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  • Introduction:"Performing the Didactic"
  • Pamela Gay-White and Adrianne Wadewitz

The articles in this issue discuss didacticism across a variety of eighteenth-century genres, such as the dramatic monologue, the letter, the dialogue, and the novel, suggesting that "the didactic" is a style rather than a genre. Following the lead of these articles, we would like to suggest that "the didactic" in eighteenth-century children's literature, influenced by the French tradition of théâtre d'éducation as well as the pedagogies of Jean Jacques Rousseau and John Locke, has a strong theatrical element aimed at socializing readers.

Locke's Some Thoughts Concerning Education (1693) and Rousseau's Émile (1762) provided much of the pedagogical theory underpinning this theatricality. Both advocate an active role for the teacher, who selects beneficial learning experiences for the pupil. Locke's tutor chooses experiences that will create positive associations on the tabula rasa of the mind. Rousseau, who agreed with Locke's theory of the mind but was at times skeptical of society's aims in educating children, still argued that artificial situations created for the pupil could be invaluable. For example, in Émile, the tutor knowingly allows his charge to plant beans in a cultivated garden plot. Rousseau, in the voice of the tutor, writes "I will not oppose [Émile's] desire; on the contrary, I shall approve of his plan, share his taste, and work with him not for his pleasure but my own; at least, so he thinks" (Rousseau 98–99). Rousseau relates this example in a complicated narratorial voice, co-opting both the voice of the tutor and Émile. However, immediately following the gardener's challenge of Émile's ownership of the plot, the text switches to a dialogue about property rights, emphasizing the theatrical trappings of the situation. Eighteenth-century writers of children's literature not only adopted Locke's and Rousseau's pedagogical theories, they also imitated their styles, creating socializing theater in the domestic sphere.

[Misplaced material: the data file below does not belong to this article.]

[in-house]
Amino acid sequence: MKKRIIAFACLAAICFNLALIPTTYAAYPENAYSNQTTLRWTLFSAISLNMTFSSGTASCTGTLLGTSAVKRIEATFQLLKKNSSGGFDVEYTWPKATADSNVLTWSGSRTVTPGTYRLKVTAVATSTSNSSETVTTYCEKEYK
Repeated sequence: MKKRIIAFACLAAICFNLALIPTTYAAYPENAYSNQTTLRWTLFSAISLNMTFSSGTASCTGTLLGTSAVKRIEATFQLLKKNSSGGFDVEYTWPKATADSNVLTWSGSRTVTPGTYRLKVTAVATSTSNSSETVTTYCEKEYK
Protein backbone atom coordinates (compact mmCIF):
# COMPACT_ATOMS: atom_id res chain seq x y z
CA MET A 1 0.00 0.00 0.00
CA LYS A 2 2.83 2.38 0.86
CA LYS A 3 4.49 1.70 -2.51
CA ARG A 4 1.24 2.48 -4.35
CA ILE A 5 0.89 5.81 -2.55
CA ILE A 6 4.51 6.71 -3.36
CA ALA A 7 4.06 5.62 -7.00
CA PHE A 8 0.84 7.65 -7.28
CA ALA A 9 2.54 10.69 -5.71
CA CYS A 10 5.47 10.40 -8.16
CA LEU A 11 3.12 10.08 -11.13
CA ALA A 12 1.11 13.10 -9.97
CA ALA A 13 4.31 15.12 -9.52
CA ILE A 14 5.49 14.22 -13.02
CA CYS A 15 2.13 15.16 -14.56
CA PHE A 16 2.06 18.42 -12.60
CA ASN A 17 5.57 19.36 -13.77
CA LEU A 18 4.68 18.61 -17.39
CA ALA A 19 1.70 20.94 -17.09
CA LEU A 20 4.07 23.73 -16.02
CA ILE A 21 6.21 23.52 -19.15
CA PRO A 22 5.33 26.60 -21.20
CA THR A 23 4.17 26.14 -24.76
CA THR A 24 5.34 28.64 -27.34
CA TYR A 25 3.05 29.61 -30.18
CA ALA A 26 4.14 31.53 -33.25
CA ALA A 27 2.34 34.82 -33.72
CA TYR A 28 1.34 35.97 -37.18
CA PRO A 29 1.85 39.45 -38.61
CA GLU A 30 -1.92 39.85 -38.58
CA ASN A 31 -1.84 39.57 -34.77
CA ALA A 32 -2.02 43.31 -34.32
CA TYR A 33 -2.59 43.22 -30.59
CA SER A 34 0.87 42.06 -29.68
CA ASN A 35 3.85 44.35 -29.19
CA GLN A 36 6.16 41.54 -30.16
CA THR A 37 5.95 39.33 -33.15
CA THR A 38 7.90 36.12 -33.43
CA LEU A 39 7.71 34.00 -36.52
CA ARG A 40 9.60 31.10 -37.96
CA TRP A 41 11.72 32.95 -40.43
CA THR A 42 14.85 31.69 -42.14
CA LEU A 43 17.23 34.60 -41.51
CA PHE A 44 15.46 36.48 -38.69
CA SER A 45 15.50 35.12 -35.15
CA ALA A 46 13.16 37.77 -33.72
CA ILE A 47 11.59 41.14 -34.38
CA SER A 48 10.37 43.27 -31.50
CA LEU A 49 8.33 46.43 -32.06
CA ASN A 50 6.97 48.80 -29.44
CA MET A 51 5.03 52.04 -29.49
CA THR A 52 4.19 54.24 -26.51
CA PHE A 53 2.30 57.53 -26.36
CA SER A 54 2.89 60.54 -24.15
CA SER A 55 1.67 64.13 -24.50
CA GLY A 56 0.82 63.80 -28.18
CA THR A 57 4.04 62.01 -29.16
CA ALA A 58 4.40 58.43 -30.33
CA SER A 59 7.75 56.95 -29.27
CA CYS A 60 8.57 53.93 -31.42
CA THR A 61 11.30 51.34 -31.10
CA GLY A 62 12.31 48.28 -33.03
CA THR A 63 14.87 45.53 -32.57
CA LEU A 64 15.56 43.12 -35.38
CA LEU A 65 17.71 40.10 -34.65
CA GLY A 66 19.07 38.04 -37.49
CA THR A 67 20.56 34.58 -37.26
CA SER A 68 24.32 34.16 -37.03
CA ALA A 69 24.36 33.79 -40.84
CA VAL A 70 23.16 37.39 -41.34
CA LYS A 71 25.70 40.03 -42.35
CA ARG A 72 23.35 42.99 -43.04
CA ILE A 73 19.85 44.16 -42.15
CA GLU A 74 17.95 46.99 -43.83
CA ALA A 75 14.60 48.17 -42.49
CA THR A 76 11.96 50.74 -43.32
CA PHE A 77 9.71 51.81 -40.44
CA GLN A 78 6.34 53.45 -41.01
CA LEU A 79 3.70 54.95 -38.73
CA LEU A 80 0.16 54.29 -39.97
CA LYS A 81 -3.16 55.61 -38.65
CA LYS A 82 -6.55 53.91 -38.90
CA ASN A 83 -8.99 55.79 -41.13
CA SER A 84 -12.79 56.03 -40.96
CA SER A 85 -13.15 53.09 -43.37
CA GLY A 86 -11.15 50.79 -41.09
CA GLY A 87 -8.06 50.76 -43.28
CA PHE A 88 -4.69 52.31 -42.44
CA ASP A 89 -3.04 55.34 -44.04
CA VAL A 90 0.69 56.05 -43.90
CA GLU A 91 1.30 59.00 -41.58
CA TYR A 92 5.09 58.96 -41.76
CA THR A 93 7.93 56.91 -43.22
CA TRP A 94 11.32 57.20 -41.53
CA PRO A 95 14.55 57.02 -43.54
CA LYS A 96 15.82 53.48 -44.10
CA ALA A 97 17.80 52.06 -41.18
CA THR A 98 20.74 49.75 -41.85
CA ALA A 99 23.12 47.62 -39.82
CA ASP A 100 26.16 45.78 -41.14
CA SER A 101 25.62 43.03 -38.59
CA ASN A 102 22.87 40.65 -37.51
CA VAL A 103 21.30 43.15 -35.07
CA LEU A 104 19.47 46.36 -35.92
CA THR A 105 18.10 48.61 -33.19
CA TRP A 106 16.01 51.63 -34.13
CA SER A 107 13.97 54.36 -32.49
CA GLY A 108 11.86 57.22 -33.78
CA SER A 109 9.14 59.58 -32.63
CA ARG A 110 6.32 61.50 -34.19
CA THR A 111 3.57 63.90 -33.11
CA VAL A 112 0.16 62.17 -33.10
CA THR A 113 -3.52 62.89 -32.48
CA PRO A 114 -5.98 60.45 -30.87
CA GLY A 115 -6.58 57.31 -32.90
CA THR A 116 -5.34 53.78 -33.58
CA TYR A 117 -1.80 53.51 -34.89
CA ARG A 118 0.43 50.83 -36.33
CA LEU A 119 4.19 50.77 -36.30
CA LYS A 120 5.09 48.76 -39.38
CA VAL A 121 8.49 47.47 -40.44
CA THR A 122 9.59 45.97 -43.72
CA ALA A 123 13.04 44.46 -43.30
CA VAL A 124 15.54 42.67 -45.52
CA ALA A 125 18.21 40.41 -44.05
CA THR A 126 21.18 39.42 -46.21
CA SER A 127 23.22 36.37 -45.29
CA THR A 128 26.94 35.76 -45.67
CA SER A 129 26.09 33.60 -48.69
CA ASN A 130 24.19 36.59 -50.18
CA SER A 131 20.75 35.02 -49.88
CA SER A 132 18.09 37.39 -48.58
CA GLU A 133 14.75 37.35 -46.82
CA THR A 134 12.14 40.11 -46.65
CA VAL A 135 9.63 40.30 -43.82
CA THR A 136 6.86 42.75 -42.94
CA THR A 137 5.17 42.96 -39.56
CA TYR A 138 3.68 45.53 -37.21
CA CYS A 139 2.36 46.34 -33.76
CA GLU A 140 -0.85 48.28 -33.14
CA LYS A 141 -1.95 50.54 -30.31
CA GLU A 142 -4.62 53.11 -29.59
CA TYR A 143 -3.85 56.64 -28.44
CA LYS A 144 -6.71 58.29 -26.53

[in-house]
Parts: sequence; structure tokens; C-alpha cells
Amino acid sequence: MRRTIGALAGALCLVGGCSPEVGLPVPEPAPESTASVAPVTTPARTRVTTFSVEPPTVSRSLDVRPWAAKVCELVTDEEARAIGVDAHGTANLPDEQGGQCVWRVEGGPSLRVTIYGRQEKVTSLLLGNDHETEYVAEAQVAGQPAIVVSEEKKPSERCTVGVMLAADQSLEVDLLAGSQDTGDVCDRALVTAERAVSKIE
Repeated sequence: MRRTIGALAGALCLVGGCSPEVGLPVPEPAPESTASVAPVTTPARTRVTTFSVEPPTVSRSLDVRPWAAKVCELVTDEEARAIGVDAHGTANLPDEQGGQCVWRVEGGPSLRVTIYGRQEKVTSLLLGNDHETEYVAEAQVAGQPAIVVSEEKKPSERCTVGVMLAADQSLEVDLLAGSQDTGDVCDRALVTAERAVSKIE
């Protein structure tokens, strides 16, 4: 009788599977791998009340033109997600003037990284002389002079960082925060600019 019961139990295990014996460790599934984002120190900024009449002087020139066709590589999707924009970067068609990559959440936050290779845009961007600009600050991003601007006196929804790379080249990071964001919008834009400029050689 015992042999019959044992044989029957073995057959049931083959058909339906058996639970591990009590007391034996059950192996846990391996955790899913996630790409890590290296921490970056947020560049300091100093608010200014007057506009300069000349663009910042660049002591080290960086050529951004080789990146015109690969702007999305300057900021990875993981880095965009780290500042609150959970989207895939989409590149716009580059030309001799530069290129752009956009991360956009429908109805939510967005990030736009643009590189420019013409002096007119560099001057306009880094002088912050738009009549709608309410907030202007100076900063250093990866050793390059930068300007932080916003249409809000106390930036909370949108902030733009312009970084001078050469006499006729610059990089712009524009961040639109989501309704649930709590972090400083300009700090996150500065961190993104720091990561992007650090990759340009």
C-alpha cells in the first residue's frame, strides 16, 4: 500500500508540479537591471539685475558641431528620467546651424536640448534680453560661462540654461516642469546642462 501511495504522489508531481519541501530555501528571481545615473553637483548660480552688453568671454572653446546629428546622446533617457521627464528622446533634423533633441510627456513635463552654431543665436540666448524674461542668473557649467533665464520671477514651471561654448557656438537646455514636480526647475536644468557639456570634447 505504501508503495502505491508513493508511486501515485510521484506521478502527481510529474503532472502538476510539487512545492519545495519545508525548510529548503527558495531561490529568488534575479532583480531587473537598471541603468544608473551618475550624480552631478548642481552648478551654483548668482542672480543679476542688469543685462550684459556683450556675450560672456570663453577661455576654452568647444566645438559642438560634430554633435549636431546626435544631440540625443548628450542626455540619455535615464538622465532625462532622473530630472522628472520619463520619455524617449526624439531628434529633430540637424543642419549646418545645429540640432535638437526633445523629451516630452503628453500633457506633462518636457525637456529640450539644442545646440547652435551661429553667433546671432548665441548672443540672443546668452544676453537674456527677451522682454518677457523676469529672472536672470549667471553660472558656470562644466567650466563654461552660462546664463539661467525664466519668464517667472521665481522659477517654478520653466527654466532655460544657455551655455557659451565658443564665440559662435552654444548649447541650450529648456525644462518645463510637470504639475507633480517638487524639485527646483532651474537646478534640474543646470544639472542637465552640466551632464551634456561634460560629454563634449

The form of eighteenth-century children's stories reflects their writers' interest in theatricality, particularly the use of modes of artificial conversation. [End Page v] Although the dialogue has its roots in Plato, as Penny Brown explains, most children's dialogues were conversational rather than formal exercises in logic; some emphasized hierarchy and others self-discovery (Brown X). As Donelle Ruwe demonstrates, in Adelaide O'Keeffe's "Prejudice," the young Edward, through dialogue with his father and active play with his toys, progresses from an egotistical boy who violently whips his top and believes England to be the best nation in the world to a sympathetic abolitionist (Ruwe X). Nina Christensen outlines the imaginary community created by the letters, purportedly from real readers, published in a Dutch children's magazine, Ungdommens Ven (The Friend of Youth) (1770); the editor responds to these letters, thus controlling both sides of the conversation, but giving the illusion of correspondence. Readers could sympathize with the plight of "Bored-by-Reading," who complains of too much school work, while simultaneously imbibing the serious advice about the value of education offered by the editor in response (Christensen X).

These forms of children's literature, with their emphasis on dialogue, aim to create a socially-oriented self. As Andrew O'Malley explains in his article, several children's adaptations of Daniel Defoe's novel Robinson Crusoe (1719) change the "novel of triumphant individualism into a lesson in social responsibility through the medium of theatrical performance" (O'Malley X). For example, in Joachim Campe's The New Robinson Crusoe (1788), the children mimic Robinson's actions—they act out the story and thereby imprint its moral lesson on their minds and bodies. While many of these didactic stories have a serious tone, Andrea Immel reminds us that "the didactic" can be humorous. Focusing on the "be merry and be wise" theme in many of John Newbery's children's books, she suggests that mild ridicule is part of eighteenth-century didacticism. By adopting a Hogarthian view of the world, texts such as The Pretty Play-thing (c. 1759) are able to convey moral messages within a web of amusing popular culture references—a drinking song is used to teach the...


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